When the match started, Serena was in sublime form. She was serving well and did not face a single break point in the entire set. Azarenka, on the other hand, hit just two winners and looked out of sorts. As I was watching the match, I had the familiar feeling of the match ending in two sets with Williams’ experience helping her sail through. Boy, was I wrong. When the second set started, Serena looked a shadow of herself, making 26 unforced errors with a first serve percentage below 50%. In contrast, Azarenka was returning better, moving well and broke the American twice to win the second set.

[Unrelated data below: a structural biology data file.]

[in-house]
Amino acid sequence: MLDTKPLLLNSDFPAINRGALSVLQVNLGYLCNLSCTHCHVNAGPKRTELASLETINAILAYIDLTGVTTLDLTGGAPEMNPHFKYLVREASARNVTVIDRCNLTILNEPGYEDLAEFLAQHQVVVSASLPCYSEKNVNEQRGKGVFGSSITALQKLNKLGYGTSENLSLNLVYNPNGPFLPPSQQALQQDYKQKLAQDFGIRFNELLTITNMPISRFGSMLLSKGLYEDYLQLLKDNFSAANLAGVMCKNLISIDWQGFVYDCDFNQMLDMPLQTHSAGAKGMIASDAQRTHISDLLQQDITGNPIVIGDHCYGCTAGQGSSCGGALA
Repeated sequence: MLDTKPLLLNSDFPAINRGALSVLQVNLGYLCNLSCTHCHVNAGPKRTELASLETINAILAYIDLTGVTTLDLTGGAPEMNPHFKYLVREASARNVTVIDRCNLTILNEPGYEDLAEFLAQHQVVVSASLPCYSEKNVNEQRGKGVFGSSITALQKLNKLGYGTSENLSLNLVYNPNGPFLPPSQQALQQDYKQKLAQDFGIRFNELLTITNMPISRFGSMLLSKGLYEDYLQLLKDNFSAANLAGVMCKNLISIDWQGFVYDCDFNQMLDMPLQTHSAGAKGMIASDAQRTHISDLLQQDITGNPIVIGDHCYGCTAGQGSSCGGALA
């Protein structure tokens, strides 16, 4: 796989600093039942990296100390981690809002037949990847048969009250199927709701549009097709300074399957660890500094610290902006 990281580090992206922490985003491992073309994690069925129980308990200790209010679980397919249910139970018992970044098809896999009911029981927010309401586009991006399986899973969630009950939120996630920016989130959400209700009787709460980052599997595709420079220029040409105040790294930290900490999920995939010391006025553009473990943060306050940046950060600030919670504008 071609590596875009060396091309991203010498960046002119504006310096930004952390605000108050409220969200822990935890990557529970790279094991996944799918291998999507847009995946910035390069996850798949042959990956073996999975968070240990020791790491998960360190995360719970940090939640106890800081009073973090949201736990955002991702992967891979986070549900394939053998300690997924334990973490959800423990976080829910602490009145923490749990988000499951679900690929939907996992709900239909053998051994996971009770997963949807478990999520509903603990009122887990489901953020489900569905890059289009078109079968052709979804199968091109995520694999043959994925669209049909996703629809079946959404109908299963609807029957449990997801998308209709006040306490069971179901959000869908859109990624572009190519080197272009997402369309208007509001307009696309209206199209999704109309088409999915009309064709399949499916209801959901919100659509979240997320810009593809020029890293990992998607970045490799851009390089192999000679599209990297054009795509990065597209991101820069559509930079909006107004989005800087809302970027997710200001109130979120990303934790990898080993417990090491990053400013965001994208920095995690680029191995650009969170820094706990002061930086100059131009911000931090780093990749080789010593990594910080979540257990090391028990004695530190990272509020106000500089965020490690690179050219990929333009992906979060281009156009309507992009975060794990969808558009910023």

The third set produced some of the best tennis this year with Williams proving why she has won 15 Grand Slams and is a living legend of the game. An initial tussle in the set saw the scoreline at 2-2, although it was clear that Williams was not as relaxed as she was earlier and her serve was letting her down. Azarenka broke Williams again, holding on tightly to her own serve to lead 5-3. Serena was able to hold on to her serve to take the scoreline to 5-4 before Azarenka got an opportunity to serve for her first US Open title and second Grand Slam. But three errors in a row saw her go down 0-40 and Serena was quick to capitalize on her opponent’s mistake. She then served well to go up 6-5 before winning the match on her first match point when Azarenka’s ball went long.